Standards are a vital part of education. In every educational community standards can vary, and students are taught differently. This leads to varying educational levels across the country. In recognizing this problem, it is easily understood that national standards need to be established in order to form a more complete educational plan. With both the International Baccalaureate and Advanced Placement programs, students are challenged to bring out their fullest potential. With this in mind, we can see that national standards should be shaped around these programs. Not all students are capable of performing in advanced programs, but all students should be challenged to their maximum potentials. When standards are made that require students to reach inside themselves, the ultimate result is students that are better than before. These standards create students who not only solve problems, but understand the issues surrounding the problems.
In the creation of national standards, teachers and students must understand that these advanced programs provide an excellent base to build an educational program. Students who are taught within these standards develop as complete packages in the world’s eye. Teachers who teach with these standards not only better students, but better themselves. In teaching on a higher level, teachers inspire students and provide a much needed advancement in the national educational standard. Students pushed to be better themselves ultimately become people who push for a better tomorrow. In establishing a national standard largely influenced by advanced programs there can only be an improvement in education as a whole. With teachers and students constantly pushed to better themselves the entire nation will improve.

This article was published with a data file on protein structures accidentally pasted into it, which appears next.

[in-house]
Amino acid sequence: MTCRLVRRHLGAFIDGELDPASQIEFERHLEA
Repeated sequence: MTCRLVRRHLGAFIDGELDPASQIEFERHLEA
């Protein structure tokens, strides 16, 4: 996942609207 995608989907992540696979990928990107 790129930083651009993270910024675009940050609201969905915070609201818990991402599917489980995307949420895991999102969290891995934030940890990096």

|"It is better to solve one problems five ways than five problems one way" - George Polya|
Agnes, Michael (1999). Webster’s New World College Dictionary (4th ed.). New York: Macmillan.
Kelley, Linda Molner (2004). Why Induction Matters. Journal of Teacher Education 55 (5), 438-559. Retrieved on February 10, 2007 from Education: A SAGE Full-Text Database
"NH Partnership for High Performance Schools." 2005. The Jordan Institute. 1 Feb. 2007 <http://www.nhphps.org/>.
"A High Performance School." Oregon DOE. 1 Feb. 2007 <http://www.oregon.gov/ENERGY/CONS/school/highperform.shtml>.
International Baccalaureate Organization www.ibo.org.
1. IB differs from normal education classes in that
a. IB students only do independent study b. Students have a customized IB curriculum c. Students take regular classes, but are expected to do more work d. There is no difference
2. The IBO states that educational standards are key in
a. Creating a strong school b. Establishing smart students c. Development of sound students and teachers
3. Which class provides IB students a full view of education
a. Theory of Knowledge b. Logic and Ethics c. IB Psychology
4. In Advanced placement students are given what type of work
a. Honors level work b. The same work as other students c. College level work
5. One main goal of the AP programs is to
a. Have students look outside the box b. Develop complete students. c. Prepare students for the challenges of college d. All of the above
Multiple Choice Answers